By Kazuya Muto
Our plan for the rest of the stay was simple: During the day we would go to an amusement park, and during the evening we would hunt out a decent restaurant and talk about this and that over good food and wine.
We visited all four amusement parks and went on most of the rides. Particularly memorable was Wet 'n' Wild Water World. Perhaps that should have been "Wet 'n' Wild 'n' Freezing Cold." Unsurprisingly for a theme park that involves everyone getting in the water, it's not that popular in winter, but when we went it was sunny and we somehow deluded ourselves into thinking it would be warm.
A few minutes later, I dived into the water and nearly died of a heart attack because it was so cold. I looked around to see the other three shivering in the water, but strangely the Australians in the pool didn't seem to feel the cold, especially the younger kids. "It's a mystery," said Helen, looking at them. "It's torture," said Wen, his teeth chattering. "Your snoring is torture," I said. "This doesn't compare."
At night, we talked about so many different things: love, politics, life in Australia, Wen's endless snoring ... We talked about each other, we expressed ourselves openly and we laughed a lot. I really feel we drew closer as friends while we were there.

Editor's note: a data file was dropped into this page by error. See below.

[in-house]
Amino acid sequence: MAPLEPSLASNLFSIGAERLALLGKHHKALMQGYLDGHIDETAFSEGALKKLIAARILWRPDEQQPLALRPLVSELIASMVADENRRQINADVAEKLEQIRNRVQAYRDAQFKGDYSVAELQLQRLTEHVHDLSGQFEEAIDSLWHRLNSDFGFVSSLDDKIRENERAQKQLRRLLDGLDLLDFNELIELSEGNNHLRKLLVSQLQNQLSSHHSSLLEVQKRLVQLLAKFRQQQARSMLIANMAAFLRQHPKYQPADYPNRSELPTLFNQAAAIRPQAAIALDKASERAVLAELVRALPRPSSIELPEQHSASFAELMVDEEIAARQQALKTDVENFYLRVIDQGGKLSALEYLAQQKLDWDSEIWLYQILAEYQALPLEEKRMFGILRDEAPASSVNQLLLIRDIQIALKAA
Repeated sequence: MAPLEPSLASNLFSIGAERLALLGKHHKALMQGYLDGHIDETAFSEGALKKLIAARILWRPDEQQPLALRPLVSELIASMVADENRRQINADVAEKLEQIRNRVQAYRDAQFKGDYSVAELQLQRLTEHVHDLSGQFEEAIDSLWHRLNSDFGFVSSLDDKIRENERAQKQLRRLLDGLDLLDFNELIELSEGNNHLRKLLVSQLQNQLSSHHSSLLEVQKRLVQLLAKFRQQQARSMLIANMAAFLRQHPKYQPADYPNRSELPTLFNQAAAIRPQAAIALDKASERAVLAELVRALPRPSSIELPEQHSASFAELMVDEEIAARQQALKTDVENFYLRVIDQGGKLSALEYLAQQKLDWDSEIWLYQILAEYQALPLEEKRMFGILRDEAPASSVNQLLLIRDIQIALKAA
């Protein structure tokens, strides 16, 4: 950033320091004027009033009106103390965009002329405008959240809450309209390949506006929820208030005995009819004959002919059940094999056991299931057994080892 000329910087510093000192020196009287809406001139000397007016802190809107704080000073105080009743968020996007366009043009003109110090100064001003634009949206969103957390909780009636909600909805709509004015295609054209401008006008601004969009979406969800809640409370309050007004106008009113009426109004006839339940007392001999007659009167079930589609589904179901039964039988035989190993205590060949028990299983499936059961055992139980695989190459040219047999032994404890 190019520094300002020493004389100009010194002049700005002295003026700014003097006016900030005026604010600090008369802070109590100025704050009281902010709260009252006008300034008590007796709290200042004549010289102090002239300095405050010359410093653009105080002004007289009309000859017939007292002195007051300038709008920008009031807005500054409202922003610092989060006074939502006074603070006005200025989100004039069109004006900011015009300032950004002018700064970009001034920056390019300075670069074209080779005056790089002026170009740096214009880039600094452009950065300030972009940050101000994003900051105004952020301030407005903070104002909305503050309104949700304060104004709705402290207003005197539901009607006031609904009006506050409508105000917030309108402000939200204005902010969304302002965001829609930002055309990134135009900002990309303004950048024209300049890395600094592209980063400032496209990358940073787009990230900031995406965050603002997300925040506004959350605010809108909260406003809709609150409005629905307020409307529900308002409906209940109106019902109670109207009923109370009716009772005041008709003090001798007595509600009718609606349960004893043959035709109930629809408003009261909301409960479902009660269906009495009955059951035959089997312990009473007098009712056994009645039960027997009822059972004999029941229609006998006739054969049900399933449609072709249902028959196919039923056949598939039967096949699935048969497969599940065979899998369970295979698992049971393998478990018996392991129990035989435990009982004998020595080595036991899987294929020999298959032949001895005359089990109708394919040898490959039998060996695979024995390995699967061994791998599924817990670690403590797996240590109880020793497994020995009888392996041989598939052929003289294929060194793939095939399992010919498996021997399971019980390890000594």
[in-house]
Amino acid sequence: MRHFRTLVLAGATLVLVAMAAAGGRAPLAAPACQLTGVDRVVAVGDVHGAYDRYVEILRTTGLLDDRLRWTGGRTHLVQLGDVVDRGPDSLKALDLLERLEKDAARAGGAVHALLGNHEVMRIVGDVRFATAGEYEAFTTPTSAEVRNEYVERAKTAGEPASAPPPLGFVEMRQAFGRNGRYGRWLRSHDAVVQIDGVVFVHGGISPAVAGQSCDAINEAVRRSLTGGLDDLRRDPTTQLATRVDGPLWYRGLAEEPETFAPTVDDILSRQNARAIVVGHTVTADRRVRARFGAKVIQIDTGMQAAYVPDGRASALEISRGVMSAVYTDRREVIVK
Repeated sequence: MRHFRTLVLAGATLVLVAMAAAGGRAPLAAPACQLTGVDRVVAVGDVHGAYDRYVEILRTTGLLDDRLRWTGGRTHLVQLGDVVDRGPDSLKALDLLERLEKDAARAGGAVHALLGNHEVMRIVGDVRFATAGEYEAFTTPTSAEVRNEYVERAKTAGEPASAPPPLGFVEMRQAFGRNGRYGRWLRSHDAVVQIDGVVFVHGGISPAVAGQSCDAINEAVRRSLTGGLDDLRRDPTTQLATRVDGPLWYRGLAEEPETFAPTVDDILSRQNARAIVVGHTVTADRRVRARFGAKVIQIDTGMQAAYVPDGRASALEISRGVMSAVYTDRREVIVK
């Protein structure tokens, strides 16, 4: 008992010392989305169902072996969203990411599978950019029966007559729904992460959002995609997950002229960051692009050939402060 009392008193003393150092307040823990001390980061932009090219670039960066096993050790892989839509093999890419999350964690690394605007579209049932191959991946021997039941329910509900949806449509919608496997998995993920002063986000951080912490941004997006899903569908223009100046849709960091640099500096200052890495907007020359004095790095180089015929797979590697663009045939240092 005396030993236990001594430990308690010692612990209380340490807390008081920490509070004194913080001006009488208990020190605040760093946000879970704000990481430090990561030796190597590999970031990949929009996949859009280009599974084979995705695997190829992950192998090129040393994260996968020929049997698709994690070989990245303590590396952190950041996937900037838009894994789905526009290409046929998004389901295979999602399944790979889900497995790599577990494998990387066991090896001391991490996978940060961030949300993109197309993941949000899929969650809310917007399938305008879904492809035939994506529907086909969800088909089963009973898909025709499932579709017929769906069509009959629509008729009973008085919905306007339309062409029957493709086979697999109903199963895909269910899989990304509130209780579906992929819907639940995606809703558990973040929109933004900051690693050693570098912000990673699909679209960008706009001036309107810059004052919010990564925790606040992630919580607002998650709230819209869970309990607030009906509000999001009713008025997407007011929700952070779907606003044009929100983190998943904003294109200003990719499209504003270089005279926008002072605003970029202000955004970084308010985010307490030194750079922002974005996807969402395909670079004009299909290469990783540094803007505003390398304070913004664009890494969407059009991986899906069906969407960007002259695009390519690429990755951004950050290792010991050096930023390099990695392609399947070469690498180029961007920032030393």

Time flew, and before I knew it, it was time to say good-bye to the Gold Coast. In the bus to the airport, as the view of the Gold Coast gradually receded into the distance, we talked about our experiences there: Remember the white tiger at Dream World? What about the old woman on the bus with the Australian accent? We couldn't understand a thing she was saying. And what about the rollercoaster? One happy memory followed another.
But I noticed Shirley looking a little sad, and I wondered what was wrong. Suddenly she said in a small voice, "Kazu, when are you going back to Japan?" It was a startling question, and I just said, "After I finish next semester." Then I put on a silly voice and said, "You're going to miss me, aren't you?" and she smiled and said, "Yeah, a little bit ..."
I couldn't sleep on the flight back to Sydney. My mind was too restless. I thought about how I had to go back to Japan after my final semester, and how sometimes I felt I didn't want to go back to Japan because I was growing closer and closer to my friends in Australia. Of course, I missed Japan too. I missed my life back there, and my friends. But still ...
When we got back to Sydney, the others suggested we go for dinner in China Town. This was in return for our trip to the Japanese restaurant in the Gold Coast, and it was delicious! More impressive were my friends' efforts to explain each dish to me in English. They were clearly enjoying the challenge, but it was hard. They had to use a dictionary, but they ended up explaining things very well.
After the meal, around midnight, we said good-bye. I thought about how much I'd enjoyed the trip, how satisfying it had been, but it was hard to shake that melancholy feeling I had on the plane. It was a different kind of journey to the ones I've experienced before — not just geographically, but emotionally too.
Shukan ST: Aug. 18, 2006
(C) All rights reserved